If you've just started a new company, it's understandable to be working lots of hours and wearing lots - or all - of the hats. If you're a year or two down the road, grossing several hundred thousand dollars or more and you're still doing it all, that's another story. Either your business model is faulty or you just like hanging on to the simple work.

    Delegate

    Delegating requires more than just a few bucks to pay the employee; it requires you to let go of some authority and control, for you to trust somebody else to do it right, and to accept that the business can indeed survive without you having your mitts on everything.

    Delegating also removes a big excuse for not progressing on the big stuff you've been putting off.

    If you might now be more open to the idea of delegation, here a few pointers:

    Get your head straight. Work through the issues of letting go, your role, etc. If you don't get this part right, you won't get the rest done.

    Start small: If you're not comfortable with a new full-time employee, you can hire a part timer or, if your fear of commitment is too big even for that, try contracting out some tasks.

    Don't sabotage the process: Provide complete training to the employee. Be available for questions but don't hover over his or her shoulder.

    Have a plan for the time you recover: Make a list of all those big projects you've never gotten around to doing. Create a formal strategy for your business. Develop yourself as a leader and owner rather than a worker.

    Communicate effectively. To be a good leader, your people must be empowered to make decisions on their own, a process that relies on effective communication.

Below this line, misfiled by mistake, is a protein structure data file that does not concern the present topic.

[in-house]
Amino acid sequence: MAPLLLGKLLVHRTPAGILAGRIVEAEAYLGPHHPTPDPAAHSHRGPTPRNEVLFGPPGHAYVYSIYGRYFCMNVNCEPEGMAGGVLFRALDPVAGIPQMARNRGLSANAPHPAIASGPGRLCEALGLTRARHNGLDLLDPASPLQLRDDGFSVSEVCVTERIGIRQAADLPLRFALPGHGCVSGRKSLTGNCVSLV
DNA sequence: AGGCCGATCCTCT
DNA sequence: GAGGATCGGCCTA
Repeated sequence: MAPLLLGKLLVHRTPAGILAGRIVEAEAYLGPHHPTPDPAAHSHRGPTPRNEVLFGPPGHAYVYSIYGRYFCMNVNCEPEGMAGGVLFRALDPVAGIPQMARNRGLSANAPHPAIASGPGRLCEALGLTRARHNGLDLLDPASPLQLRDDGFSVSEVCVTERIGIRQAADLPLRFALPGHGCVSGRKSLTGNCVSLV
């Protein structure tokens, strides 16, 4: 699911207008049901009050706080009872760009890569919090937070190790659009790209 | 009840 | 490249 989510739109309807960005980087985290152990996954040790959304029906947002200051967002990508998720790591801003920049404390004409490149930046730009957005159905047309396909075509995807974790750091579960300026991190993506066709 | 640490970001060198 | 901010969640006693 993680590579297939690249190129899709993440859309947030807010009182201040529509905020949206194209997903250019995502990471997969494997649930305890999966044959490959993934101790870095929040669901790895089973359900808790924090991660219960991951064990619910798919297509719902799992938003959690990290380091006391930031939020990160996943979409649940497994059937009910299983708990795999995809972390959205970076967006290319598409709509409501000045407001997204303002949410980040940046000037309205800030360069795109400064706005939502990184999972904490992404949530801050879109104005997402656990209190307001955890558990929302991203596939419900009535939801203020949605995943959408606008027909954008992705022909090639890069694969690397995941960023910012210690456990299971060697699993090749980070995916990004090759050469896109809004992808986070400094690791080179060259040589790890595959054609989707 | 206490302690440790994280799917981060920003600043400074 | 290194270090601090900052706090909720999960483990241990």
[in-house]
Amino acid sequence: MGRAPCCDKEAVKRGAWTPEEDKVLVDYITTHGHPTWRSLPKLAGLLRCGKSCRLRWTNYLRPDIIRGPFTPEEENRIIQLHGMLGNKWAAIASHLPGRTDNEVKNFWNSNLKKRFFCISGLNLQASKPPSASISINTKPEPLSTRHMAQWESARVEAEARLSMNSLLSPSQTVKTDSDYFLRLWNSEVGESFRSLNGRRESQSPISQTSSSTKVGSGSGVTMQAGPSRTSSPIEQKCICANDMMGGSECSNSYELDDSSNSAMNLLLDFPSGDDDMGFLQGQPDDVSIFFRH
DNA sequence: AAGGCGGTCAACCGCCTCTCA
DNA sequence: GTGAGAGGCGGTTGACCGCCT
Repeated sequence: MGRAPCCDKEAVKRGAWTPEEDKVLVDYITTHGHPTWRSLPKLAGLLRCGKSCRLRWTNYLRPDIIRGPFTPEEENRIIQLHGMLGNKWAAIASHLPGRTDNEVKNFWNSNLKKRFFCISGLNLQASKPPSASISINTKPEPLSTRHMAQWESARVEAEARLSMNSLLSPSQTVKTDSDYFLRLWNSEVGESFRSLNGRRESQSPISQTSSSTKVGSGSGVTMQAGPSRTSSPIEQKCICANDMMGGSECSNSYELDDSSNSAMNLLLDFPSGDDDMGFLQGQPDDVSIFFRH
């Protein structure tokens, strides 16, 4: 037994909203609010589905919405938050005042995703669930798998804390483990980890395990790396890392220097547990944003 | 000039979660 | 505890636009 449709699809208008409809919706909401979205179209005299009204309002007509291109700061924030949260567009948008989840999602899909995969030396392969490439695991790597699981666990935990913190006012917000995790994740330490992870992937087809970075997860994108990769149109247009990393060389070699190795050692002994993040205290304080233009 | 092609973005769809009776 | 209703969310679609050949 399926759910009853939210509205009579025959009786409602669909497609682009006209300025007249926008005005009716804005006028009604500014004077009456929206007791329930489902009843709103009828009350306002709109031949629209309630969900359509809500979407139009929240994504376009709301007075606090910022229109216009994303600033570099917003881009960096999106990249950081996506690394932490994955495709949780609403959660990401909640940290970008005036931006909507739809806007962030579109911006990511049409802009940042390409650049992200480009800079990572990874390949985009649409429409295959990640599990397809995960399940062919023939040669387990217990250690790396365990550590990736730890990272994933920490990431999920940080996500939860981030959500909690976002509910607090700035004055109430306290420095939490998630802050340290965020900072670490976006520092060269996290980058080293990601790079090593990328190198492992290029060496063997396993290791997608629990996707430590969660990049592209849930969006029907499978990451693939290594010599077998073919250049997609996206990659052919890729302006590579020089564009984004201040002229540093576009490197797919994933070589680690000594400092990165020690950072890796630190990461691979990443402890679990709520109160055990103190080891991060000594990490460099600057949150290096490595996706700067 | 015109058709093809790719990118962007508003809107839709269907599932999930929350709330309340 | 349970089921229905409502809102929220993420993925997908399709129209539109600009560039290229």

To make good decisions, employees need to understand how their actions impact the overall business. It's the leader's job to ensure that everyone understands what's going on, where people fit in, how they're doing (both individually and as a group) and what's being planned.

    A lack of communication within your business can result in a culture of chaos and fear, which makes for bad performance. When employees are scared or unsure about what's happening in the business, they focus on that fear or "go with the flow" instead of doing a great job.

    Information vacuums will be filled one way or another. Either you fill the vacuum with facts, or the grapevine will fill it with rumors that are invariably wrong, blown out of proportion, or foretell the company's doom.

    If you build a reputation for keeping employees properly informed, they're much more likely to ignore rumors and stay productive, secure in the knowledge that if it's important, you'll tell them.